Hopefully he has accessible entry into the house.

There are public transportation options for pwcs assuming he doesn’t already have a mobility van.
Thanks, a few follow-up questions:
- what's the ALS loaner closet?
- he doesn't yet; they are in the process of building a ramp, but, the interior is accessible and he is able to get from house to car with help for now, without a ramp
- he doesn't have a mobility van (yet?); are there public transport options outside of urban areas? I'm in the city, but my friend is an hour and half west, definitely rural, not even suburban really.

He's got bulbar ALS, so the main issues he's having right now are pulmonary and respiratory; he's got plenty of fine motor control and whatnot, but not a lot of strength or stamina. It would be a huge improvement just to have a chair that is comfortable enough for sitting in for longer periods of time inside the house, as they are trying to minimize the number of tranfers (bed to wheelchair to regular chair and all in reverse takes too much energy right now; it would be great if he could just go from bed to chair and stay there).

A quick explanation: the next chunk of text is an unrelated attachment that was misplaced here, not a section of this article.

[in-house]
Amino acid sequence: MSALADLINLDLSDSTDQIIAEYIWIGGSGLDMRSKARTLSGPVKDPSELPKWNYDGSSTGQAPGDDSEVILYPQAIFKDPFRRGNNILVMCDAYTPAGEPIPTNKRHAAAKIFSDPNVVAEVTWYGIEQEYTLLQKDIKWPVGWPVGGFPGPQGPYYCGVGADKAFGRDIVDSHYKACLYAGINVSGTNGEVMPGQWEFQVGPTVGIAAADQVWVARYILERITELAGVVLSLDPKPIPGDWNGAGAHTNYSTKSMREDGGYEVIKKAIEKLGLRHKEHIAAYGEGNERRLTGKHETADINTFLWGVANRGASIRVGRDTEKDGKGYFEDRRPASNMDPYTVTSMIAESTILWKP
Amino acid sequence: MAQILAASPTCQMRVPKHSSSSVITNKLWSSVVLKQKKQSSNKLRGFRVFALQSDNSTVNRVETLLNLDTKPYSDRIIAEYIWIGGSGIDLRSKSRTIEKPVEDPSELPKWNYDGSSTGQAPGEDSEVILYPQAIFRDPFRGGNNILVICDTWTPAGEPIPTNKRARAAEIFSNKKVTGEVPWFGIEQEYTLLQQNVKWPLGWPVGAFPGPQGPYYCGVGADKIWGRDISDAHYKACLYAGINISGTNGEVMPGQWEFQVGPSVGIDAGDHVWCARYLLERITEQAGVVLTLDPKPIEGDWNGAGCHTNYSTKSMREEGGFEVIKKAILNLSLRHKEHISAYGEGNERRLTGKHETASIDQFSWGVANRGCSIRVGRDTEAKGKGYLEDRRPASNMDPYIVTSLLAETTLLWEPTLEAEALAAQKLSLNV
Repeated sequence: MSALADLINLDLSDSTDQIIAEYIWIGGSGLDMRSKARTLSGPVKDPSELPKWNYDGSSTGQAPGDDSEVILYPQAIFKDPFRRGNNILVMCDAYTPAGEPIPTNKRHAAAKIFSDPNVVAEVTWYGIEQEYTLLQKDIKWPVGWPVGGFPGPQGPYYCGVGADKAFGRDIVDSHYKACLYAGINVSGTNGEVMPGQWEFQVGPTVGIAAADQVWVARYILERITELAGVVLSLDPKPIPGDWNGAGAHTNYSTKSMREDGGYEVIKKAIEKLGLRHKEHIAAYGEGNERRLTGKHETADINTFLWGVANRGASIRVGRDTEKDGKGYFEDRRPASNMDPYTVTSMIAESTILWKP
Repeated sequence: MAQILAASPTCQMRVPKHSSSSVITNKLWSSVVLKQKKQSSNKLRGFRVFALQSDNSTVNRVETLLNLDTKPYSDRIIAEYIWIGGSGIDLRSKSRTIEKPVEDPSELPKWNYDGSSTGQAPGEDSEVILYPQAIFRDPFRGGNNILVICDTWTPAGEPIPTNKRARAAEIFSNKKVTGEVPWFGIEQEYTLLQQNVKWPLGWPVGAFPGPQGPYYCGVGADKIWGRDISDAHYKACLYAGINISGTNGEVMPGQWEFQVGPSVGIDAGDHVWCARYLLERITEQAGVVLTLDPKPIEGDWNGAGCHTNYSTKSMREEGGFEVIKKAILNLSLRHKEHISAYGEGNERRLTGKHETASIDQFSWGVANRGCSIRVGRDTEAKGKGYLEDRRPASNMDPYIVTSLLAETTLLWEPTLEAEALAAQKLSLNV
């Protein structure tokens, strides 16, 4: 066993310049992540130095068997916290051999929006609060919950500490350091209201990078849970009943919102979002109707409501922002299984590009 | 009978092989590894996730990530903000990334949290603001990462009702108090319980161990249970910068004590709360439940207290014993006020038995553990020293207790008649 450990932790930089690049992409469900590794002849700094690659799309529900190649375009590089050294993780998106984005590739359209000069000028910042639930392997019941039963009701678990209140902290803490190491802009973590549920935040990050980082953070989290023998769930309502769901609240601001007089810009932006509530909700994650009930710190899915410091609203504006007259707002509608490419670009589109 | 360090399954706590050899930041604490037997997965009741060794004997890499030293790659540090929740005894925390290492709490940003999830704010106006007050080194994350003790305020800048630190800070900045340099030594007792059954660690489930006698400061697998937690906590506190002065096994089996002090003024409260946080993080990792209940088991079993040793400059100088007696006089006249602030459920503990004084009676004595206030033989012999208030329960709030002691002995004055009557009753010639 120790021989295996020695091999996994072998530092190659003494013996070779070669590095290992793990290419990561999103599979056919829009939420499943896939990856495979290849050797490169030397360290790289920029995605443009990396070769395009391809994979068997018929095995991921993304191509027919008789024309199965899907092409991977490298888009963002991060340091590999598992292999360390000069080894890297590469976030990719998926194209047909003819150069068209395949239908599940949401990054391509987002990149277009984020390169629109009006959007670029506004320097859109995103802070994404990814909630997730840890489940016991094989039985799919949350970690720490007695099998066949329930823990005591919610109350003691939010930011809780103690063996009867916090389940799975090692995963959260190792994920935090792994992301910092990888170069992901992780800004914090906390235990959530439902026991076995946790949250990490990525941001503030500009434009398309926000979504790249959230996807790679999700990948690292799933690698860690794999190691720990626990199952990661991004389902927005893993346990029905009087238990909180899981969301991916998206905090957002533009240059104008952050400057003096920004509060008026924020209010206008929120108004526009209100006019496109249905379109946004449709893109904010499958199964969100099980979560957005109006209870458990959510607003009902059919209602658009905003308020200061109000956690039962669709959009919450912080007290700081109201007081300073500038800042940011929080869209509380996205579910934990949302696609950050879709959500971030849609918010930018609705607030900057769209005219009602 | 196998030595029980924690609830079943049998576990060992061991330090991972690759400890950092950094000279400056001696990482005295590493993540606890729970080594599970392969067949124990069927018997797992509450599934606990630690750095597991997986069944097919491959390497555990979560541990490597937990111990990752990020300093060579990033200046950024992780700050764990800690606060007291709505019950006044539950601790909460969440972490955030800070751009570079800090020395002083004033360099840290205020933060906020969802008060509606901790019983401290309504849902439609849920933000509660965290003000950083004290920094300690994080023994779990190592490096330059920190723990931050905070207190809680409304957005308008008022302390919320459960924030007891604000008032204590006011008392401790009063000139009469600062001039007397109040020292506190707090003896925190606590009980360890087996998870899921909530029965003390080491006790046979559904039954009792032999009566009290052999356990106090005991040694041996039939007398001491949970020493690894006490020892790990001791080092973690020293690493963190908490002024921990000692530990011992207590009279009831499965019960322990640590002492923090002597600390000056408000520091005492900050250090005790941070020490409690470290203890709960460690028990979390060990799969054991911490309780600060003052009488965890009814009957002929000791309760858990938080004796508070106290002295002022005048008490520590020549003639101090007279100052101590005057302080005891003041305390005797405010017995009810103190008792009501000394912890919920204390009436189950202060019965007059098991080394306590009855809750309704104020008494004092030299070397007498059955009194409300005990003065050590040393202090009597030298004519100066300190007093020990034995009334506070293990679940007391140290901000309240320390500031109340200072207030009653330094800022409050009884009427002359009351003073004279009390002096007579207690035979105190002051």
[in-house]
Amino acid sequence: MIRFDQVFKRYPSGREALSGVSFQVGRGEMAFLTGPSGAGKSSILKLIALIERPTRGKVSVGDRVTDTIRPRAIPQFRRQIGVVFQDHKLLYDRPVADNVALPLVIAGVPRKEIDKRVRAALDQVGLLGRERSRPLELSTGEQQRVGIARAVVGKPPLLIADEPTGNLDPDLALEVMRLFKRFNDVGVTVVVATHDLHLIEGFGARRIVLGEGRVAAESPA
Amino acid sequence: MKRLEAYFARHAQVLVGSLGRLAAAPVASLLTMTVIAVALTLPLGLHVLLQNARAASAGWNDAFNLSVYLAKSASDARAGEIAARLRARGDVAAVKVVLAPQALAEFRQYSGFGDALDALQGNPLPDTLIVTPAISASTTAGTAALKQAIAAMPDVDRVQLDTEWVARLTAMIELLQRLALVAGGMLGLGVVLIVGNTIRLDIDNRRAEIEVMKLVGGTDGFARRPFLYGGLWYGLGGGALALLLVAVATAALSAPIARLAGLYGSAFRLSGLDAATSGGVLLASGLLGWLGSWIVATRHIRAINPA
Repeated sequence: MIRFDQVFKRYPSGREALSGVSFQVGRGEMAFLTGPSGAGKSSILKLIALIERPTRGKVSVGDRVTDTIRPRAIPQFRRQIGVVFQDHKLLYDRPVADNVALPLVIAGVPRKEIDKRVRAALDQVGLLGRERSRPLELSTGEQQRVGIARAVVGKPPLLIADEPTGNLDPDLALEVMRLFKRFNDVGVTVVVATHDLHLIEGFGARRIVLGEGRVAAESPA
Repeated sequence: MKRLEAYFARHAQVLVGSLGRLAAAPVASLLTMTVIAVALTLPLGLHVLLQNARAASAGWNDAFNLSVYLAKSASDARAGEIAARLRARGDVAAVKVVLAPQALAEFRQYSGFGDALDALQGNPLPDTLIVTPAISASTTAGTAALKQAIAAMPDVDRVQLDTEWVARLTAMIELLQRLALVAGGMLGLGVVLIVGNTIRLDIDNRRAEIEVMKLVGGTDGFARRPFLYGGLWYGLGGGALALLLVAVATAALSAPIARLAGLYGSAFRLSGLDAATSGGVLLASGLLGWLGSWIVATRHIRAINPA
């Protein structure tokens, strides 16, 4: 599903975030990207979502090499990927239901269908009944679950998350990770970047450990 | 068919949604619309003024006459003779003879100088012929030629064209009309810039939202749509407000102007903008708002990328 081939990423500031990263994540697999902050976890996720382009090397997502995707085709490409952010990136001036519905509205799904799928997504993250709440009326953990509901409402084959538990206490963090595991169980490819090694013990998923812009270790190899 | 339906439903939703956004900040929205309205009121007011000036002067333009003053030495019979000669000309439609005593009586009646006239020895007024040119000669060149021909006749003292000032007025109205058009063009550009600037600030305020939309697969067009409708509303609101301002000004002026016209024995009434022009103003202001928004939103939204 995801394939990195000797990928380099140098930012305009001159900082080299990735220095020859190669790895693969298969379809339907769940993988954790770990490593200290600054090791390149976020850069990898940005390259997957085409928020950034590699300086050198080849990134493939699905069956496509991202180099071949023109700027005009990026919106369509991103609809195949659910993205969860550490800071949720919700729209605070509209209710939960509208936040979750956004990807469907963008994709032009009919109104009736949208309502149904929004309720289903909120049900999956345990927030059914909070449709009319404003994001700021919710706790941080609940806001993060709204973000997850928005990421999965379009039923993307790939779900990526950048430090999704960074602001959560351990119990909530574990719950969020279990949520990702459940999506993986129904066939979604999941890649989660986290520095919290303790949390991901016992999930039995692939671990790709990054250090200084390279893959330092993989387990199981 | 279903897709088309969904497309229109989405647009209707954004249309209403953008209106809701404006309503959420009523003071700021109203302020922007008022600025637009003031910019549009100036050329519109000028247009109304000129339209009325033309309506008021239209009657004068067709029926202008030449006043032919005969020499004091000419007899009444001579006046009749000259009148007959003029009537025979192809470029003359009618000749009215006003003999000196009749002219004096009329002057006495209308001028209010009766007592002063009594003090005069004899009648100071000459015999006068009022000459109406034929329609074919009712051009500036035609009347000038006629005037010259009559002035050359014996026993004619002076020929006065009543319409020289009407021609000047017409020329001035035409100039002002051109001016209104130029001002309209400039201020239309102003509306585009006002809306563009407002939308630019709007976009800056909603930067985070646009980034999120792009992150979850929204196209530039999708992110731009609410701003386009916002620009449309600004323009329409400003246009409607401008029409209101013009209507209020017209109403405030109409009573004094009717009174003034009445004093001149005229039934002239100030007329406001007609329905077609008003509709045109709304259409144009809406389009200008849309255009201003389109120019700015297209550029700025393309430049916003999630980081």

Thanks so much again.
 

KarenNWendyn

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Most local chapters of the ALS Association maintain a loaner closet which is mostly used donated equipment. If he is plugged into an ALS clinic, they would have access to this. Otherwise check in with your local chapter of ALSA. There will likely be a care coordinator who can also inform you about public transportation services. They may even know of people who can install ramps.
 

KimT

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Does he have a lift chair for comfort during the day? I know lots of PALS who practically live in their lift chairs. I've had mine for four years and it would be hard to live without it. It's a Golden Cloud.

Your local ALS chapter should be able to assist you in finding a loaner power wheelchair and even help with the ramp. There might be grants available or, at least, names of contractors that could put in a ramp very quickly.
 

notBrad

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I bought a nice chair from Amazon that had raiseable leg supports for $120 and a head support for another hundred bucks. I bought it as a backup for my permobile and most importantly to allow me to get up steps that would stymie the permobile.

All it takes is a couple of 6 inch steps to render access via power wheelchair impossible. Whereas a manual chair can be pulled up by a moderately strong person.